2)  4 + $\frac{2}{3}$ - 3 + $\frac{1}{2}$

                   Step 1: Taking over  a common denominator between 3 and 2 is 6 division                                  is carried out first


                   Step 2:  Multiply the numerator 


                   Step 3: add the fractions over a common denominator to a single fraction.

                                 = $\frac{24+4-18+3}{6}$ 

                   Step 4: Evaluate using BODMAS (first addition then subtraction)

                                 =  $\frac{5}{6}$

Best Results From Wikipedia Yahoo Answers Youtube

From Wikipedia

Order of operations

In mathematics and computer programming, the order of operations (more formally precedence rule) is a rule used to unambiguously clarify which procedures should be performed first in a given mathematical expression.

For example, in mathematics and most computer languages multiplication is done first; in the expression 2 + 3 × 4, the algebraic answer is 14. Parentheses, which have their own rules, may be used to avoid confusion, thus the above expression may also be rendered 2 + (3 × 4).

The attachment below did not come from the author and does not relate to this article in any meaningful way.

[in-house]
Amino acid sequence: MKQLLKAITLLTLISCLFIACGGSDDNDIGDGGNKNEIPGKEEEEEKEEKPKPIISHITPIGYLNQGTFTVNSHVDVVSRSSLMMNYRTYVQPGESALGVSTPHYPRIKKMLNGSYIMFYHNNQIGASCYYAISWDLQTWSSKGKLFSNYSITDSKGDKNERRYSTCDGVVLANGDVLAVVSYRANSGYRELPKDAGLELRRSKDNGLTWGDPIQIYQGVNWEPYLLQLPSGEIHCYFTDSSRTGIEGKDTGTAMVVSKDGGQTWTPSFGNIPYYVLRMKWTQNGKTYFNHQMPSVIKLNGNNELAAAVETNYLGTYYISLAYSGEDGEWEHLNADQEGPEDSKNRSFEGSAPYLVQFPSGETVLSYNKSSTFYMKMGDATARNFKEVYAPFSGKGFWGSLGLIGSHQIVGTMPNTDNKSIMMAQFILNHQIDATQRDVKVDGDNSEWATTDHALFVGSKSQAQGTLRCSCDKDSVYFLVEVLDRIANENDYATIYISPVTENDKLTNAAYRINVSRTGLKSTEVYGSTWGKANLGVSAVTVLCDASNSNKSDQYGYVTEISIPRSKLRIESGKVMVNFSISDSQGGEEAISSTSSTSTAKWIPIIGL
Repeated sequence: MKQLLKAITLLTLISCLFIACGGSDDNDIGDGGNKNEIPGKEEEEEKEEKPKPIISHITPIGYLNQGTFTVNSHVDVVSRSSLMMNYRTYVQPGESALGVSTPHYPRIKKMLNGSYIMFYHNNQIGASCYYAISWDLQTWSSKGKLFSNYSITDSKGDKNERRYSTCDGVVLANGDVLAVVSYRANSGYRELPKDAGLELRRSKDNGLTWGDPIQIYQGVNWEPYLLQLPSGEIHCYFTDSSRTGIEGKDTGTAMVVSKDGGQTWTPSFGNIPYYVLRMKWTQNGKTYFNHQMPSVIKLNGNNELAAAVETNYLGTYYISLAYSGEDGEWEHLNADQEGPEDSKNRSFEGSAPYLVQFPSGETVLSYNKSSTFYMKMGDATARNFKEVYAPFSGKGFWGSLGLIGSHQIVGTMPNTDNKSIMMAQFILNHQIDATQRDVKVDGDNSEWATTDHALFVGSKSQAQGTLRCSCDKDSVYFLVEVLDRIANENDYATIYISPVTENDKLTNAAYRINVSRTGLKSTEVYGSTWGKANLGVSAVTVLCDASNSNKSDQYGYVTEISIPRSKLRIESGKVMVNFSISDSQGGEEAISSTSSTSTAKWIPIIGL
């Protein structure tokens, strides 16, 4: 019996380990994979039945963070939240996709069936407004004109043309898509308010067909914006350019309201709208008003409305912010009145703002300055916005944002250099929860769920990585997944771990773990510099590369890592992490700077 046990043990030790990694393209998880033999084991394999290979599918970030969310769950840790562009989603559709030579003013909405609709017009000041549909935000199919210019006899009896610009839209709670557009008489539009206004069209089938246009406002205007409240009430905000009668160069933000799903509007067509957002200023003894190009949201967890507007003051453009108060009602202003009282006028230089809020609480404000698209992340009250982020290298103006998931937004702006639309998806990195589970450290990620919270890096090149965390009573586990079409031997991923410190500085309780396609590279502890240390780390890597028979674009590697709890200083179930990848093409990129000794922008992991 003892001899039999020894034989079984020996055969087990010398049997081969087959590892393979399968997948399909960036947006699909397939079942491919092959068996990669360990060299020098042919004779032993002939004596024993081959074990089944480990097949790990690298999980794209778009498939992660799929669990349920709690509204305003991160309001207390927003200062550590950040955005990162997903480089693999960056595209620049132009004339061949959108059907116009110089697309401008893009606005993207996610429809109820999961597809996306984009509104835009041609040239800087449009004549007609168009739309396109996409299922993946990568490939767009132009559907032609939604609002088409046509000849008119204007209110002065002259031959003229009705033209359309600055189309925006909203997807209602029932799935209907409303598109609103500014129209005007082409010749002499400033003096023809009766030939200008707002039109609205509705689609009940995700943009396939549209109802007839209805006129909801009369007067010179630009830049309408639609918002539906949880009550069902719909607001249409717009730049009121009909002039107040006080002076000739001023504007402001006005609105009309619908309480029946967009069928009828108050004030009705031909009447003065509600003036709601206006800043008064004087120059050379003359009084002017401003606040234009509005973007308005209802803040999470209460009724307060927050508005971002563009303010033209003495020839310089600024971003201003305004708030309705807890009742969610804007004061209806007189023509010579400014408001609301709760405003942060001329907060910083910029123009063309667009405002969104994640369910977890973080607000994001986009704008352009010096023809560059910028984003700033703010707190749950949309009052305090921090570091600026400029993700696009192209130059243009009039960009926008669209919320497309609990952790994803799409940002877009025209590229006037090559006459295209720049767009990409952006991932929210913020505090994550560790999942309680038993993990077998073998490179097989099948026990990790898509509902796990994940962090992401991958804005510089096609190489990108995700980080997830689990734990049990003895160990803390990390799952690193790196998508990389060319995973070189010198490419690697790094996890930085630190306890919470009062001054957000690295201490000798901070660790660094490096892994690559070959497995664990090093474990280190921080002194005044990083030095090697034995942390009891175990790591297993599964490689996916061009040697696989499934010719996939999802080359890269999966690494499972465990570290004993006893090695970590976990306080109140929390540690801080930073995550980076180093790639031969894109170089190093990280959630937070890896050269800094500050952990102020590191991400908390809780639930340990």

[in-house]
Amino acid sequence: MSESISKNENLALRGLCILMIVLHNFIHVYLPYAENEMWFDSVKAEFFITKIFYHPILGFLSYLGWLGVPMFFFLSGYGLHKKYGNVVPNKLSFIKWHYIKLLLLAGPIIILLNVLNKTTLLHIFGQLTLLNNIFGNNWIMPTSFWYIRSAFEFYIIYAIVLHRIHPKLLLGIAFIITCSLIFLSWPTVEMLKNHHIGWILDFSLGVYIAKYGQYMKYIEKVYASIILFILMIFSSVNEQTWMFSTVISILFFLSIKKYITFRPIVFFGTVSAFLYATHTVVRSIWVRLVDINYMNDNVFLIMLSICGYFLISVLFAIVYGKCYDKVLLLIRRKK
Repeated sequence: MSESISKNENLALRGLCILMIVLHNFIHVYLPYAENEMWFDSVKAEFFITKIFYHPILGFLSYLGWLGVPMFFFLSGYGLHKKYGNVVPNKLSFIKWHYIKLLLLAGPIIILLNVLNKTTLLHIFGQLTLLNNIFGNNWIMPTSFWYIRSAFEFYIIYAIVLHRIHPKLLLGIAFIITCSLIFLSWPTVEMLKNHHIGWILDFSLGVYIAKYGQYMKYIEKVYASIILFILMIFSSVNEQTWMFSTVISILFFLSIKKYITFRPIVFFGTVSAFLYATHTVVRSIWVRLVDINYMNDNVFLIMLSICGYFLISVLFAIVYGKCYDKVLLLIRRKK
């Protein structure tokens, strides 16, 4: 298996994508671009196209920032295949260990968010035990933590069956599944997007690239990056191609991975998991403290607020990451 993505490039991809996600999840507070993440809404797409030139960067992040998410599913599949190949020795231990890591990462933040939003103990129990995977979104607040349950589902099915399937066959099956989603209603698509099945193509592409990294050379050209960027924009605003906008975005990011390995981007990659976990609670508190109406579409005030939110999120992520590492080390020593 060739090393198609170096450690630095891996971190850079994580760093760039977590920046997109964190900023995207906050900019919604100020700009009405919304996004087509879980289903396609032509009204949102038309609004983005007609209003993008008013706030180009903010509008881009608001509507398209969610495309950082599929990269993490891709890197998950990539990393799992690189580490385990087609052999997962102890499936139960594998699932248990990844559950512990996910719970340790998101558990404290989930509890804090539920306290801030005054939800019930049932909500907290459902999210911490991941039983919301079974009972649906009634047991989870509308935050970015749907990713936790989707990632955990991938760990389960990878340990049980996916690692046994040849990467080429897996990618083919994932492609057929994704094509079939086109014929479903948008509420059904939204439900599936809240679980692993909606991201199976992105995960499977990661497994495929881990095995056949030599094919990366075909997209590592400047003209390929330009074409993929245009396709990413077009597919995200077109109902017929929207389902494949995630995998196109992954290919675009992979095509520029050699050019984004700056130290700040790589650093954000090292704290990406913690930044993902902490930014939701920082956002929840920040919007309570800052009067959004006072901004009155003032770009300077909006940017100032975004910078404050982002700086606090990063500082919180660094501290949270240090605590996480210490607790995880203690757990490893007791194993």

From the introduction of modern algebraic notation, where juxtaposition indicates multiplication of variables, multiplication took precedence over addition, whichever side of a number it appeared on. Thus 3 + 4 × 5 = 4 × 5 + 3 = 23. When exponents were first introduced, in the 16th and 17th centuries, exponents took precedence over both addition and multiplication, and could be placed only as a superscript to the right of their base. Thus 3 + 52 = 28 and 3 × 52 = 75. To change the order of operations, originally a vinculum (an overline or underline) was used. Today we use parentheses. Thus, to force addition to precede multiplication, we write (2 + 3) × 4 = 20, and to force addition to precede exponentiation, we write (3 + 5)2 = 64

The standard order of operations

The standard order of operations, or precedence, is expressed in the following chart.

terms inside brackets
exponents and roots
multiplication and division
addition and subtraction